Richard Bilkszto Wiki – Richard Bilkszto Biography

The principal of a Toronto school has committed suicide after being accused of supporting white supremacy for calling out a black instructor during anti-racism training. Richard Bilkszto, 60, worked in the Toronto School District for 24 years and served as deputy principal at Burnhamthorpe Collegiate Institute in Etobicoke, where he faced workplace harassment as a result of an anti-racism dispute with a coach.

He filed a lawsuit earlier this year, alleging that his reputation was “systematically demolished” and that he was labeled a white supremacist for his comments questioning racism in Canada. But on July 13, his lawyer, Lisa Bildy, announced on Twitter that Bilkszto had taken his own life. “Unfortunately, the stress and effects of these incidents continued to affect Richard,” she wrote in a lengthy statement. ‘Last week, he succumbed to this anguish.

“His family and friends of his were left feeling sorry and wishing they had the opportunity to convince him that he was loved, respected and needed here.” Bilkszto’s troubles began on April 26, 2021, when educators from the Toronto District School Board attended an anti-racism training led by Kike Ojo-Thompson, the founder of the KOJO Institute, a consulting firm.


Richard Bilkszto Age

the age of Richard Bilkszto is 60 year.

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Why did Richard Bilkszto killed himself?

In his lawsuit, the Toronto Star reported, Bilkszto claimed that Ojo-Thompson told educators that Canada could be considered more racist than the United States because he “never counted on his anti-black history.” The principal, who had previously taught high school in Buffalo, New York, disagreed with the sentiment.

He said it would be “an incredible disservice to our students” to suggest that the US is a fairer country than Canada, according to the lawsuit, which claims Ojo-Thompson reacted “virulently.” He allegedly lashed out at the director for appearing to undermine a black woman. “We’re here to talk about racism against black people, but you, in your whiteness, think you can tell me what’s really going on with black people,” Ojo-Thompson reportedly said.


The lawsuit added that Bilkszto tried to de-escalate the situation, admitting that there was racism against black people in Canada, but argued that the evidence suggested that “we are a much more just society” than the United States. But in another session the following week, Ojo-Thompson allegedly restated the argument, describing it to Bilkszto and his colleagues as a “real life” example of someone who supports white supremacy.

As a consequence, according to the lawsuit, Bilkszto suffered harassment in the workplace, which caused him “severe emotional distress” and, as a result, he had to take stress leave. He filed a ‘mental stress injury’ claim with the Canada Work Safety and Insurance Board, which awarded him two months of lost earnings.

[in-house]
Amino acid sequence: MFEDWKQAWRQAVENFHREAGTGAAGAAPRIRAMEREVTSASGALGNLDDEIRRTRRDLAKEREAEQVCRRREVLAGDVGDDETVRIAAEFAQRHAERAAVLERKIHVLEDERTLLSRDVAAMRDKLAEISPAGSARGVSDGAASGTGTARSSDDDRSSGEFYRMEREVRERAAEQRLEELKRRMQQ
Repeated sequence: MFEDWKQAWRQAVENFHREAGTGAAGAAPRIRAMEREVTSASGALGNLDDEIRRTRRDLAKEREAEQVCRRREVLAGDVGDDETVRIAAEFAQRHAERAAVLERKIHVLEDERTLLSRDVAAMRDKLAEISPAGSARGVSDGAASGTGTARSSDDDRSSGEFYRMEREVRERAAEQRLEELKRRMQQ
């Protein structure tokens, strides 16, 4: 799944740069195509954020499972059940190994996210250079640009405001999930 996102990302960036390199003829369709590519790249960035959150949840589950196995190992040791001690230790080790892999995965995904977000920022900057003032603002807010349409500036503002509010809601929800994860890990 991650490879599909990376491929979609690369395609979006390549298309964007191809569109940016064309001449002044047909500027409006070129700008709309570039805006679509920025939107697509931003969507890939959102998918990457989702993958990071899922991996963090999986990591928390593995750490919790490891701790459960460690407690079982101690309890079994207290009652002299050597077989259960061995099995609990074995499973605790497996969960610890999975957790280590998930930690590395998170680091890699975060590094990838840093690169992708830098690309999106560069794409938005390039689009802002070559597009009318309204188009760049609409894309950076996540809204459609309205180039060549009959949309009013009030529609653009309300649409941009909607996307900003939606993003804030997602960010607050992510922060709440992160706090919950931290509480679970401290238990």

The board investigated Bilkszto’s claims and found that Ojo-Thompson’s conduct was “abusive, egregious and vexatious, rising to the level of workplace harassment and intimidation.” But after his six-week medical leave, the Toronto school district refused to reinstate Bilkszto’s contract, which he said was the result of his tarnished reputation or the board’s investigation, he said.


In recent months, the Star reports, Bilkszto has remained active in the community, often advocating against school district programs aimed at addressing inequity. Since then, the school board has acknowledged Bilkszto’s death without mentioning his lawsuit, which never went to court.

He thanked the director for his 24 years of service and for returning as an acting director after briefly retiring in 2021. “Our hearts go out to Richard’s family and loved ones,” Toronto District School Board spokesman Ryan Bird said in a statement. “He was a strong advocate for students, particularly in adult and alternative education, and worked tirelessly to create an environment that fostered success for students of all ages.” KOJO also provided a written statement offering his condolences.

In that statement to the Star, the institute stated that any interaction with individual employees was “brief” and that they had “no involvement” in any investigation by the school board or WSIB. The institute has previously disputed Bilkszto’s allegations, saying the lawsuit paints “an inaccurate and incomplete picture” of what happened at the training session.Read More……..


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